FIG. 5 illustrates an example system that may be useful in implementing the described technology. A general purpose computer system 500 is capable of executing a computer program product to execute a computer process. Data and program files may be input to the computer system 500, which reads the files and executes the programs therein. Some of the elements of a general purpose computer system 500 are shown in FIG. 5 wherein a processor 502 is shown having an input/output (I/O) section 504, a Central Processing Unit (CPU) 506, and a memory section 508. There may be one or more processors 502, such that the processor 502 of the computer system 500 comprises a single central-processing unit 506, or a plurality of processing units, commonly referred to as a parallel processing environment. The computer system 500 may be a conventional computer, a distributed computer, or any other type of computer. The described technology is optionally implemented in software devices loaded in memory 508, stored on a configured DVD/CD-ROM 510 or storage unit 512, and/or communicated via a wired or wireless network link 514 on a carrier signal, thereby transforming the computer system 500 in FIG. 5 to a special purpose machine for implementing the described operations.

The I/O section 504 is connected to one or more user-interface devices (e.g., a keyboard 516 and a display unit 518), a disk storage unit 512, and a disk drive unit 520. Generally, in contemporary systems, the disk drive unit 520 is a DVD/CD-ROM drive unit capable of reading the DVD/CD-ROM medium 510, which typically contains programs and data 522. Computer program products containing mechanisms to effectuate the systems and methods in accordance with the described technology may reside in the memory section 504, on a disk storage unit 512, or on the DVD/CD-ROM medium 510 of such a system 500. Alternatively, a disk drive unit 520 may be replaced or supplemented by a floppy drive unit, a tape drive unit, a flash memory USB drive, or other storage medium drive unit. The network adapter 524 is capable of connecting the computer system to a network via the network link 514, through which the computer system can receive instructions and data embodied in a carrier wave. Examples of such systems include Power-PC and Intel-based computing systems offered by Apple Corp., personal computers offered by Dell Corporation and by other manufacturers of Intel-compatible personal computers, ARM-based computing systems and other systems running a UNIX-based or other operating system. It should be understood that computing systems may also embody devices such as Personal Digital Assistants (PDAs), mobile phones, gaming consoles, set top boxes, etc.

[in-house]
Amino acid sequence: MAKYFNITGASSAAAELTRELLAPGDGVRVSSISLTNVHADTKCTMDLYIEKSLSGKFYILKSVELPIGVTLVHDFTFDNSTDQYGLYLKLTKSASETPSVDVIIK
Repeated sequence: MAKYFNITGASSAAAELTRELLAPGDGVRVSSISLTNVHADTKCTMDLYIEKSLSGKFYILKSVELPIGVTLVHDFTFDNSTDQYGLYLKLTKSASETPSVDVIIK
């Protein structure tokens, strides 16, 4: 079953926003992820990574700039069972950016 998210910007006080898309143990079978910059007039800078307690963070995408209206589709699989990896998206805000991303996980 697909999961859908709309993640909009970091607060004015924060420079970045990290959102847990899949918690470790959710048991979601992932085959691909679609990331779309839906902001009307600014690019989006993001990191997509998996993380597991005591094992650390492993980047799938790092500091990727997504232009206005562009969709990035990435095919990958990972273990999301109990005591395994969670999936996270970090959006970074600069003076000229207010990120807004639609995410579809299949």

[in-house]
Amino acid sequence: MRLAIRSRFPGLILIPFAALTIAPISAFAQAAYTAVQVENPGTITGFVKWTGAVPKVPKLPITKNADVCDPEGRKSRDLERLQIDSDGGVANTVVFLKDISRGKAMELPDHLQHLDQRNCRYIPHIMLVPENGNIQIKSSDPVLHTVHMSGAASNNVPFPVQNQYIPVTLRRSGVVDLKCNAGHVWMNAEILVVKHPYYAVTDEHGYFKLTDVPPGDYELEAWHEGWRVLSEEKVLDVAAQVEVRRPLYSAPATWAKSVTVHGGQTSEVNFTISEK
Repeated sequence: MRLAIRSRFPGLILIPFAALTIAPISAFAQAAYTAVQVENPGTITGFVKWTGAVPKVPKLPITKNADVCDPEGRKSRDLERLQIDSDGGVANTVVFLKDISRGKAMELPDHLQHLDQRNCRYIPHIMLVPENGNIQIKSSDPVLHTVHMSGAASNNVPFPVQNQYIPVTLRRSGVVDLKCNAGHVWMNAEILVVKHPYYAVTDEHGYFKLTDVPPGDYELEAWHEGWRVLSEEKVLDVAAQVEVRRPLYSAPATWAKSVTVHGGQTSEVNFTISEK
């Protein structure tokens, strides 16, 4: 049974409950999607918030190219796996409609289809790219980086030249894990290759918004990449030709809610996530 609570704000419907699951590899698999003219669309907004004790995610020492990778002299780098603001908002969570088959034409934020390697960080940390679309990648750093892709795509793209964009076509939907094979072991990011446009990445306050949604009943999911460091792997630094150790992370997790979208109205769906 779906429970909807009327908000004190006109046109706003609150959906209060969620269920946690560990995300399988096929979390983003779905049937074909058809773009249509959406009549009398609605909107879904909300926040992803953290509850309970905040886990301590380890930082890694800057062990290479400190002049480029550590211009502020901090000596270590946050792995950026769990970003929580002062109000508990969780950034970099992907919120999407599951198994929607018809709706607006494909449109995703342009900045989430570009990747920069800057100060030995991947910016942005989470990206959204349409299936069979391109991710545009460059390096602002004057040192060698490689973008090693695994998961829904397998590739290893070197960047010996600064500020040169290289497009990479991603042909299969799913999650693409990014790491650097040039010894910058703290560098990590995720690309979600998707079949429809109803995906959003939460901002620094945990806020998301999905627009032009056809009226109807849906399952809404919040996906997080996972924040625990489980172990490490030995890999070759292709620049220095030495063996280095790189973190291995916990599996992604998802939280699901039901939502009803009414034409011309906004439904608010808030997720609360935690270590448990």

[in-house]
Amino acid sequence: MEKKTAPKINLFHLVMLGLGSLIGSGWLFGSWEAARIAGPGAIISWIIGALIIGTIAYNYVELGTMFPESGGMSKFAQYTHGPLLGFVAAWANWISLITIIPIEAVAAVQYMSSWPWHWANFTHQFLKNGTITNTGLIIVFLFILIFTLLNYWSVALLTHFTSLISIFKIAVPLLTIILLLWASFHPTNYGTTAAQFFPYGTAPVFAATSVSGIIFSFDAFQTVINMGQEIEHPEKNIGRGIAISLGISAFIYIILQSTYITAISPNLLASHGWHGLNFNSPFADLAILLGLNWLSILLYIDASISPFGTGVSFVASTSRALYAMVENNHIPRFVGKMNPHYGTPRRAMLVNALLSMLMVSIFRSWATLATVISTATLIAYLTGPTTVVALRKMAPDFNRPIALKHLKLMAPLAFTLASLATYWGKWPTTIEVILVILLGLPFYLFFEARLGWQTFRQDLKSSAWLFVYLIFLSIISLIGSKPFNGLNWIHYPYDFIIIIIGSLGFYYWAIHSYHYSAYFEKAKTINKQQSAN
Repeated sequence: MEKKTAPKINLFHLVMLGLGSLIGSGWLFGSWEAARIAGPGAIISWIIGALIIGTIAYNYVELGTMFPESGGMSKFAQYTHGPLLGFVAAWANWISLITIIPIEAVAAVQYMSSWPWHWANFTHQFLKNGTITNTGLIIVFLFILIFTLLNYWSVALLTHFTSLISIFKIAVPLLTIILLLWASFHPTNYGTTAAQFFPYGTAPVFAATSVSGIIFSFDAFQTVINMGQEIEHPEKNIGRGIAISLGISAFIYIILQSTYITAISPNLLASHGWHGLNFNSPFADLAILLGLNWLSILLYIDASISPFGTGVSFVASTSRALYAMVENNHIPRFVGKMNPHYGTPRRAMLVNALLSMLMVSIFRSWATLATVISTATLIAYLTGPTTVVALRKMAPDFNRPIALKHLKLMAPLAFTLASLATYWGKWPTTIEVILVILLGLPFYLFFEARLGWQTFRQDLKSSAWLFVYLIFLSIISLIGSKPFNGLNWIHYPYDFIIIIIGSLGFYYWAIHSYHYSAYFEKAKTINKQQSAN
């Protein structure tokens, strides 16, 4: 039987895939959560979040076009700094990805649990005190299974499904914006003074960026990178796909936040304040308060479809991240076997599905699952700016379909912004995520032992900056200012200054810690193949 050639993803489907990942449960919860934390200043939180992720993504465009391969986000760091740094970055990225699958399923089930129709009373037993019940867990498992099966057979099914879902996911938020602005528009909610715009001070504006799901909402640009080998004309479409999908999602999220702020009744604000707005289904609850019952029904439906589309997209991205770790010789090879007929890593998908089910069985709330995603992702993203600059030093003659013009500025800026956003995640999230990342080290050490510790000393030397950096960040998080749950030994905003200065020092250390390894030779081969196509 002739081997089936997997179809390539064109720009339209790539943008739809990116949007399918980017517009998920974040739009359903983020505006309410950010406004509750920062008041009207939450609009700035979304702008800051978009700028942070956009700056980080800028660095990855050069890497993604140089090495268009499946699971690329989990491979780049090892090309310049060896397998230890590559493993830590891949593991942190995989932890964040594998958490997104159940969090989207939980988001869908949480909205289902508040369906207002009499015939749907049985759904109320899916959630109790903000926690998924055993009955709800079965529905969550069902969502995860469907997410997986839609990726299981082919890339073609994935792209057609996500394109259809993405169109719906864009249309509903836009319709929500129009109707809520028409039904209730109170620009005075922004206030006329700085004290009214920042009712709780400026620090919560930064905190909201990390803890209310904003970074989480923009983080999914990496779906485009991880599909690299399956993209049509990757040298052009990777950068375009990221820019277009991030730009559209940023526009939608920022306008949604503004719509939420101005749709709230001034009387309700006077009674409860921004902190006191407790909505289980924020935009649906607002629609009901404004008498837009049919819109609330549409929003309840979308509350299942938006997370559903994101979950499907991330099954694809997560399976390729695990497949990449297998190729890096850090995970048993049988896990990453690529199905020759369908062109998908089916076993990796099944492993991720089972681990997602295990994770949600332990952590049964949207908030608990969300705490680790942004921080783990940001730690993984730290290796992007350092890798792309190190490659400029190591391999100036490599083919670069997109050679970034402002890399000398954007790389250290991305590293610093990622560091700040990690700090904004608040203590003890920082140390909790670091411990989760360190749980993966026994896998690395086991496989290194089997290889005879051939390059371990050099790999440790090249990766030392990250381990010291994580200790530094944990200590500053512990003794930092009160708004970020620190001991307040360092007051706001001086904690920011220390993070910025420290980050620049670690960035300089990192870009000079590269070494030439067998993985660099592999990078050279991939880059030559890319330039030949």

When used in a LAN-networking environment, the computer system 500 is connected (by wired connection or wirelessly) to a local network through the network interface or adapter 524, which is one type of communications device. When used in a WAN-networking environment, the computer system 500 typically includes a modem, a network adapter, or any other type of communications device for establishing communications over the wide area network. In a networked environment, program modules depicted relative to the computer system 500 or portions thereof, may be stored in a remote memory storage device. It is appreciated that the network connections shown are exemplary and other means of and communications devices for establishing a communications link between the computers may be used.

In an exemplary implementation, anchor points, DRM modules, content handlers, and other modules may be incorporated as part of the operating system, application programs, other program modules, or circuit components. Binding records, rights objects, digital property instances various encryption keys and other data may be stored as program data. In such an exemplary implementation, added protections may be needed to protect the secure anchor point functionality. For example, the host system may be placed in a secure location and may present the anchor point functionality remotely through a secure communication connection.

The technology described herein is implemented as logical operations and/or modules in one or more systems. The logical operations may be implemented as a sequence of processor-implemented steps executing in one or more computer systems and as interconnected machine or circuit modules within one or more computer systems. Likewise, the descriptions of various component modules may be provided in terms of operations executed or effected by the modules. The resulting implementation is a matter of choice, dependent on the performance requirements of the underlying system implementing the described technology and any tamper-resistant security additionally included. Accordingly, the logical operations making up the embodiments of the technology described herein are referred to variously as operations, steps, objects, or modules. Furthermore, it should be understood that logical operations may be performed in any order, unless explicitly claimed otherwise or a specific order is inherently necessitated by the claim language.

The above specification, examples and data provide a complete description of the structure and use of example embodiments of the invention. Although various embodiments of the invention have been described above with a certain degree of particularity, or with reference to one or more individual embodiments, those skilled in the art could make numerous alterations to the disclosed embodiments without departing from the spirit or scope of this invention. In particular, it should be understood that the described technology may be employed independent of a personal computer. Other embodiments are therefore contemplated. It is intended that all matter contained in the above description and shown in the accompanying drawings shall be interpreted as illustrative only of particular embodiments and not limiting. Changes in detail or structure may be made without departing from the basic elements of the invention as defined in the following claims.

Although the subject matter has been described in language specific to structural features and/or methodological arts, it is to be understood that the subject matter defined in the appended claims is not necessarily limited to the specific features or acts described above. Rather, the specific features and acts described above are disclosed as example forms of implementing the claimed subject matter.